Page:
The question everyone asks GadgetGuy is what exciting tech did we see in 2018? Well, smartphones, sorry black glass slabs, were one area we saw the vaguest, most subtle hints of excitement.
We are a review led site – over 240 reviews in the past 12 months. We prod, poke, disassemble and try to review tech from our dear readers, perspective. If it works as promised, it gets a fit-for-purpose review. If it exceeds those promises, then it gets a good review. If the promises are a load of bovine-excrement, it gets a s^%t review (or none).
Evolution and compromise
Evolution as most things are incremental increases from a solid base. Qualcomm and HiSilicon replaced Snapdragon 835 and Kirin 970 Systems-on-a-chip (SoC) by faster, more power efficient, more functional and smaller 845 and 980 SoCs. The innovation here was the addition of neural processing units for on-device AI.
Compromise because you cannot have better, cheaper and faster at the same time. I cannot count the number of times we have said to vendors, “But what if you did this, it would work so much better, faster…” The response is that it would make it uneconomic.
Innovation, if there was any, was in software and cloud delivery. 2018 will go down as the year of voice assistants (and every variety of that including toys) and massive IoT clouds to drive them.
So here is the list of smartphones – winners and runners-up. If you want to just post a comment on Disqus.
There were some excellent smartphones, but almost all were evolutionary.
Samsung for its GalaxyS9/+ and Note9. We got better versions of the S8/+ and Note8 which were class-leading in the first place. Part of the innovation was in Bixby which failed to fly in Australia but it a key part of its SmartThings strategy.
LG gets an honourable mention for its G7 ThinQ and V35/40+ ThinQ. Ditto, I think the mention really goes to its ‘ThinQ’ strategy that will flow throughout all its connected smart devices.
GooglePixel 3 put a lot more effort into its camera software and Google Android Pie proving that a single camera lens/sensor can be as good as two or three. We love the phone and hope to use it as a reference model in 2019. Again innovation here was voice assistant, Google Lens and more AI.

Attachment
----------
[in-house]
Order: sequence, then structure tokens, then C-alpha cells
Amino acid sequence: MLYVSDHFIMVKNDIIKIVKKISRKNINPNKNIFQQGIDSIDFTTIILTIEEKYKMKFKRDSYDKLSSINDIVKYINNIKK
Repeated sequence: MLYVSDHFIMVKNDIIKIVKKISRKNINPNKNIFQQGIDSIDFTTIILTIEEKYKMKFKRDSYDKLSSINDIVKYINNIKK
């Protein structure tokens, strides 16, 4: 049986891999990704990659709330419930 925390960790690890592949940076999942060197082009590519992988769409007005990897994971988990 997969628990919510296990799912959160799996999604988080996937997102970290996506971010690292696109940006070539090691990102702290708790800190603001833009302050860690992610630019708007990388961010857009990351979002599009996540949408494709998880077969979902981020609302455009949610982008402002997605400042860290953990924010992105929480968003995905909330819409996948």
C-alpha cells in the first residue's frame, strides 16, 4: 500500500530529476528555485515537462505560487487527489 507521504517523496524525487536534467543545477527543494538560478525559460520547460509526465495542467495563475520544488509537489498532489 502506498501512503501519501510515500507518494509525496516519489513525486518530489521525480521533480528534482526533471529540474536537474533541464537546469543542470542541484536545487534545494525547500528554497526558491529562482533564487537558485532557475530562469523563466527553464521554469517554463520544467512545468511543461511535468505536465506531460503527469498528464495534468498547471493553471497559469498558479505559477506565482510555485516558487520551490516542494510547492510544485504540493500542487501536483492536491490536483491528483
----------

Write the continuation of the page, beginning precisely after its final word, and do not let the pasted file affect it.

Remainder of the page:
OPPO gets a gong for producing some of the sexiest, fully-featured smartphones at prices way below what we should pay. Its Find X was innovative and sold out quickly. Its latest R17 Pro is superb and offers most flagship features at 2/3rds the price.
Alcatel for being a plucky, entry level, pre-paid king and offering its 1 and 3-series at prices we can all afford. In fact, its $49 1C scored 5-out-of-5 because it did everything a smartphone needs, regardless of price. Alcatel, or its owner TCL with its Blackberry, Palm and TCL brands is the one to watch this year. It is currently Australia’s number three supplier by volume behind Samsung and Apple. Oh, and a major sponsor to the Rabbitohs.
I must also mention Sony XZ2, HTC U12 Plus, and Motorola (e, g and Z series) that had evolutionary advances on already great products. The problem with evolution is that someone comes along and starts a revolution.
The revolution this year is the Huawei Mate 20 Pro. Three rear cameras, Kirin 980 super SoC, loads of AI and coming from behind despite vicious, concerted and unsubstantiated innuendo against the company. It is the world’s most advanced smartphone until we see what is coming next from Huawei and the major players.